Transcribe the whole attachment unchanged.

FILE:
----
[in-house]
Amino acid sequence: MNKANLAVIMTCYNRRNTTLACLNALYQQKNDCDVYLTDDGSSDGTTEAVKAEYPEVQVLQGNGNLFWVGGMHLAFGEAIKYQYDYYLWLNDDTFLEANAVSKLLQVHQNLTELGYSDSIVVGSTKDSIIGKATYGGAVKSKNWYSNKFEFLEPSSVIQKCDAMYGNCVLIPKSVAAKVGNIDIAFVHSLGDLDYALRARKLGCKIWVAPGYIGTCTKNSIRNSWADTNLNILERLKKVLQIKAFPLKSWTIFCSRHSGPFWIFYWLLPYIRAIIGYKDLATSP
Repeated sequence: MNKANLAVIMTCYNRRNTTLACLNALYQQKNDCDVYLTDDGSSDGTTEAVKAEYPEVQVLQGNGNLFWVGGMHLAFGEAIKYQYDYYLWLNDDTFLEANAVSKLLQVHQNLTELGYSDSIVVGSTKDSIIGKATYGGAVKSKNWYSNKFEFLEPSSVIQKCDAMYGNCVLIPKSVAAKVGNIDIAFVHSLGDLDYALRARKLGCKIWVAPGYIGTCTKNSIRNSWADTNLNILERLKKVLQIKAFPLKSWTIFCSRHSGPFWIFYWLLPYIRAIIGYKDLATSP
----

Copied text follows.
[in-house]
Amino acid sequence: MNKANLAVIMTCYNRRNTTLACLNALYQQKNDCDVYLTDDGSSDGTTEAVKAEYPEVQVLQGNGNLFWVGGMHLAFGEAIKYQYDYYLWLNDDTFLEANAVSKLLQVHQNLTELGYSDSIVVGSTKDSIIGKATYGGAVKSKNWYSNKFEFLEPSSVIQKCDAMYGNCVLIPKSVAAKVGNIDIAFVHSLGDLDYALRARKLGCKIWVAPGYIGTCTKNSIRNSWADTNLNILERLKKVLQIKAFPLKSWTIFCSRHSGPFWIFYWLLPYIRAIIGYKDLATSP
Repeated sequence: MNKANLAVIMTCYNRRNTTLACLNALYQQKNDCDVYLTDDGSSDGTTEAVKAEYPEVQVLQGNGNLFWVGGMHLAFGEAIKYQYDYYLWLNDDTFLEANAVSKLLQVHQNLTELGYSDSIVVGSTKDSIIGKATYGGAVKSKNWYSNKFEFLEPSSVIQKCDAMYGNCVLIPKSVAAKVGNIDIAFVHSLGDLDYALRARKLGCKIWVAPGYIGTCTKNSIRNSWADTNLNILERLKKVLQIKAFPLKSWTIFCSRHSGPFWIFYWLLPYIRAIIGYKDLATSP